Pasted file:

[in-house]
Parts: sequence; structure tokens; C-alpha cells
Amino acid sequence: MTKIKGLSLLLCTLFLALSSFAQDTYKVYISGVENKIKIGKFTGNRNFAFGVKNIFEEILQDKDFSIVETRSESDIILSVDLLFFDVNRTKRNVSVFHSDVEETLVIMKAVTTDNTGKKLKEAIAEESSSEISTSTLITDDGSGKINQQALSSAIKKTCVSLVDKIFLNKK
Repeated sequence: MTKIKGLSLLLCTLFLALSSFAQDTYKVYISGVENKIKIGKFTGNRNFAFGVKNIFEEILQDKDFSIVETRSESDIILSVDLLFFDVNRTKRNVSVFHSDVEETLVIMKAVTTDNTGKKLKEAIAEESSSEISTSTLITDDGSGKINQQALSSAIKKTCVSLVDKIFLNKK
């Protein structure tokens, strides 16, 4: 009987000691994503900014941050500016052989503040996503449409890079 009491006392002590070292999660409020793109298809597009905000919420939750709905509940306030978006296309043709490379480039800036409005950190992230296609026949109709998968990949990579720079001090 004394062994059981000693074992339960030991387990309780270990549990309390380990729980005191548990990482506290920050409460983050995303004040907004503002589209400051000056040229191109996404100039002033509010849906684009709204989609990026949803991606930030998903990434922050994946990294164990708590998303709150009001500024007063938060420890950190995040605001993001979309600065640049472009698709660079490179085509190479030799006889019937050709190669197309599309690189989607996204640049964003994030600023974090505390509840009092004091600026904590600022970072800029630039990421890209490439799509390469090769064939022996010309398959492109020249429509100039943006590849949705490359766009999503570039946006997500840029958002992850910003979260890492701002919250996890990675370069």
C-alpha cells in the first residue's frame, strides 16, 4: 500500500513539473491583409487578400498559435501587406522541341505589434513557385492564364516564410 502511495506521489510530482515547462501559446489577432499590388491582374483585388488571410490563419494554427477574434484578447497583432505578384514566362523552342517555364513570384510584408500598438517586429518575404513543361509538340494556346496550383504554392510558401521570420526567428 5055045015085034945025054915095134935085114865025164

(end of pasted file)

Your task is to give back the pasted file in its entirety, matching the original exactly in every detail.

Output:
[in-house]
Parts: sequence; structure tokens; C-alpha cells
Amino acid sequence: MTKIKGLSLLLCTLFLALSSFAQDTYKVYISGVENKIKIGKFTGNRNFAFGVKNIFEEILQDKDFSIVETRSESDIILSVDLLFFDVNRTKRNVSVFHSDVEETLVIMKAVTTDNTGKKLKEAIAEESSSEISTSTLITDDGSGKINQQALSSAIKKTCVSLVDKIFLNKK
Repeated sequence: MTKIKGLSLLLCTLFLALSSFAQDTYKVYISGVENKIKIGKFTGNRNFAFGVKNIFEEILQDKDFSIVETRSESDIILSVDLLFFDVNRTKRNVSVFHSDVEETLVIMKAVTTDNTGKKLKEAIAEESSSEISTSTLITDDGSGKINQQALSSAIKKTCVSLVDKIFLNKK
């Protein structure tokens, strides 16, 4: 009987000691994503900014941050500016052989503040996503449409890079 009491006392002590070292999660409020793109298809597009905000919420939750709905509940306030978006296309043709490379480039800036409005950190992230296609026949109709998968990949990579720079001090 004394062994059981000693074992339960030991387990309780270990549990309390380990729980005191548990990482506290920050409460983050995303004040907004503002589209400051000056040229191109996404100039002033509010849906684009709204989609990026949803991606930030998903990434922050994946990294164990708590998303709150009001500024007063938060420890950190995040605001993001979309600065640049472009698709660079490179085509190479030799006889019937050709190669197309599309690189989607996204640049964003994030600023974090505390509840009092004091600026904590600022970072800029630039990421890209490439799509390469090769064939022996010309398959492109020249429509100039943006590849949705490359766009999503570039946006997500840029958002992850910003979260890492701002919250996890990675370069």
C-alpha cells in the first residue's frame, strides 16, 4: 500500500513539473491583409487578400498559435501587406522541341505589434513557385492564364516564410 502511495506521489510530482515547462501559446489577432499590388491582374483585388488571410490563419494554427477574434484578447497583432505578384514566362523552342517555364513570384510584408500598438517586429518575404513543361509538340494556346496550383504554392510558401521570420526567428 5055045015085034945025054915095134935085114865025164